With the help of two off-duty Chicago Policemen Officer Simmons arrested the defendant. The officer had chased the defendant for 1 1/2 blocks before he caught him. Officer Simmons testified that he found $433 in United States currency and receipts from Tri-American Oil Company on the defendant's person. Recovered from the green Oldsmobile were a brown manila envelope, charge receipts, $37.30 in coins, and a bottle of wine.

A statement the defendant gave to Officer Simmons at the Markham police station was read into the record. In this statement the defendant stated that he was a passenger in Nelson Langdon's car because Langdon had taken the defendant to see a friend. Danny Creer, a friend of Langdon's, was also a passenger. Langdon drove to the gas station to buy cigarettes and Langdon and Creer went inside. When they came out they ran back to the car and the defendant saw that Creer was carrying a gun and money bags. Langdon drove the car away from the station. The defendant began driving after the car reached the expressway and his companion told him to do so. After the officer told them to stop, Langdon grabbed the wheel causing the car to crash into a pole near the 79th Street exit.

Officer Simmons testified that at no time did the occupants of the car exchange drivers. He also testified that he did not see Langdon grab the steering wheel from the defendant.

The defendant was called as a witness on his own behalf. He stated that at the time of the robbery he was working for Amtrak and had worked there for approximately two years. On the day of the robbery, the defendant met Langdon and Creer at Langdon's house so that Langdon could drive the defendant to his aunt's house to discuss the purchase of a car. The aunt's house was in the vicinity of the gas station.

After visiting the aunt's home, at approximately 9 p.m., Langdon drove to the gas station. Langdon and Creer went in to buy cigarettes. The defendant testified that he remained in the car sitting on the passenger's side wondering what was taking his companions so long to buy cigarettes. As the defendant got out of the car, he saw Langdon and Creer running toward him. Creer was carrying a gun and Langdon had money bags and some envelopes. The defendant testified that contrary to what Officer Simmons had stated, Langdon got behind the steering wheel and Creer got into the back seat.

The defendant testified that when they reached the expressway he was told to drive because Langdon was driving recklessly. When he refused, Creer pointed a gun at the defendant and insisted he drive. The defendant got behind the wheel and started to drive. He denied that he kissed money or gave a clenched fist sign. He testified that he drank nothing.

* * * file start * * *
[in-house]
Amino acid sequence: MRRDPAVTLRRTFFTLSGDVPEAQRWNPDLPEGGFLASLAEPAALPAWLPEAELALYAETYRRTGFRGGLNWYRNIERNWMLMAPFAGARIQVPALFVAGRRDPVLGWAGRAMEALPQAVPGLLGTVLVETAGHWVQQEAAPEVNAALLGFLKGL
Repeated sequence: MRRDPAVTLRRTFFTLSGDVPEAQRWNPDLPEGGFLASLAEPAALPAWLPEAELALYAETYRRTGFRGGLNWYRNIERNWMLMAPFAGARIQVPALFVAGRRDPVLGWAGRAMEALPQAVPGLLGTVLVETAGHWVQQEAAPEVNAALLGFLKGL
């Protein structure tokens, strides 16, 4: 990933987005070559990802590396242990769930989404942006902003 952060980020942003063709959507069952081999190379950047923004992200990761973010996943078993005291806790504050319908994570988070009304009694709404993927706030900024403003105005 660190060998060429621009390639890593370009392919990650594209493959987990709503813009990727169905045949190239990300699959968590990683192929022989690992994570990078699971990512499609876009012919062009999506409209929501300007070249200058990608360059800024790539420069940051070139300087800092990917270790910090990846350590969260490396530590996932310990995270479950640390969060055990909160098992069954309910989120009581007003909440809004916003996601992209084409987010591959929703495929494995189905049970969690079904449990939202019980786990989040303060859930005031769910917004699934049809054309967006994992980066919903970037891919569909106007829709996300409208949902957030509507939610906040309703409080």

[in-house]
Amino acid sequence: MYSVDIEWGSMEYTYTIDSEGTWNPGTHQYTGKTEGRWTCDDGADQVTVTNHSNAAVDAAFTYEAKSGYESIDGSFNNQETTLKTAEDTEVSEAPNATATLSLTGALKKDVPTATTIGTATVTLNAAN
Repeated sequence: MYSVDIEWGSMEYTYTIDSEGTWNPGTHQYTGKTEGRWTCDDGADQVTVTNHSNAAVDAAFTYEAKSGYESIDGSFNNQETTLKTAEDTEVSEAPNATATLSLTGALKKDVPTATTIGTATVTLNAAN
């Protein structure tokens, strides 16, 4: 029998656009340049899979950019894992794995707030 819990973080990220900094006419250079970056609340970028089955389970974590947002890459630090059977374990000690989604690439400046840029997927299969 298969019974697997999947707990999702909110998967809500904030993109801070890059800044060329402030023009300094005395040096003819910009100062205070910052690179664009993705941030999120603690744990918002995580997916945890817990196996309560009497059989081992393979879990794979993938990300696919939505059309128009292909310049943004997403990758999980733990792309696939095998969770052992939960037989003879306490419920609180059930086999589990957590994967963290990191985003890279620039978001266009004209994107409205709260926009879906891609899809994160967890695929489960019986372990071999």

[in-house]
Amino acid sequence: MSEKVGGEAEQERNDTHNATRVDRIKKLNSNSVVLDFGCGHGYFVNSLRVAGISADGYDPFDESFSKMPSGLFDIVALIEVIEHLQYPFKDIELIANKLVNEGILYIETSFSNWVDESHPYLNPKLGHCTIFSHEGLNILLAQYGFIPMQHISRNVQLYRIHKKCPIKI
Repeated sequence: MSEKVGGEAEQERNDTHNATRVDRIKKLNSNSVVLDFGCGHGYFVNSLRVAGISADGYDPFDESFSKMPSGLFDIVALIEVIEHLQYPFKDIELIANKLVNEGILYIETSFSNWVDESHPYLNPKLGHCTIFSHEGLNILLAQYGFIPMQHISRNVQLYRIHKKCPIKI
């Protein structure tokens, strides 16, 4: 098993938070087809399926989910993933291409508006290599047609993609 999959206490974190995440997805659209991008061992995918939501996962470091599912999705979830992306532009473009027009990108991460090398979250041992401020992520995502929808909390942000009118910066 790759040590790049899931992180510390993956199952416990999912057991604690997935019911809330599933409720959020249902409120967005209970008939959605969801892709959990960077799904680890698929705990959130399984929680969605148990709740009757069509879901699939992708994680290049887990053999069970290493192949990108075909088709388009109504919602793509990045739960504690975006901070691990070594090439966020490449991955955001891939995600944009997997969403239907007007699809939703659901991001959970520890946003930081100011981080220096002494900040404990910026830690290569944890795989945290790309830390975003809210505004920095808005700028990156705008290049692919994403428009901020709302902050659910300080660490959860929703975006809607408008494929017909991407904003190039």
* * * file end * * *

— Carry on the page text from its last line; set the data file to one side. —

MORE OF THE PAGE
As they approached the 79th Street exit the Chicago police came behind them and told them to pull over. Langdon grabbed the steering wheel and they hit a lamp post on the ramp. They jumped out of the car. Langdon and Creer ran but Jackson did not. A fireman and a Chicago police officer on a motorcycle told the defendant to lie down. They searched him and he said he had done nothing. Thereafter, Officer Simmons arrived, showed his badge, and said he wanted to take Jackson back to Harvey.

The defendant testified that in the statement he gave at the Markham police station he did not mention that Creer had threatened him with a gun because he felt that Creer was in enough trouble.

The defendant testified that on May 26, 1976, he made a $500 withdrawal from his credit union. The purpose of the withdrawal was to purchase a car. To support this contention, the defendant attempted to introduce a copy of the record of his account at the credit union. The People objected to any further use of the exhibit because it had not been disclosed pursuant to discovery, and because its admission would violate the best evidence rule. The court subsequently conducted a hearing on the exhibit outside the presence of the jury.

The State withdrew its objections and put the defense on notice that it would argue to the jury that the credit union record was a forgery. It would base its argument upon the similarity of the handwritten name of Jackson on the card, and the admitted signature of Jackson on his bail bond slip.

The defendant testified that he had lost his passbook and never obtained a replacement. The credit union had the original document. He testified that neither he nor his attorney had attempted to subpoena the original record. He denied that he had obtained someone else's ...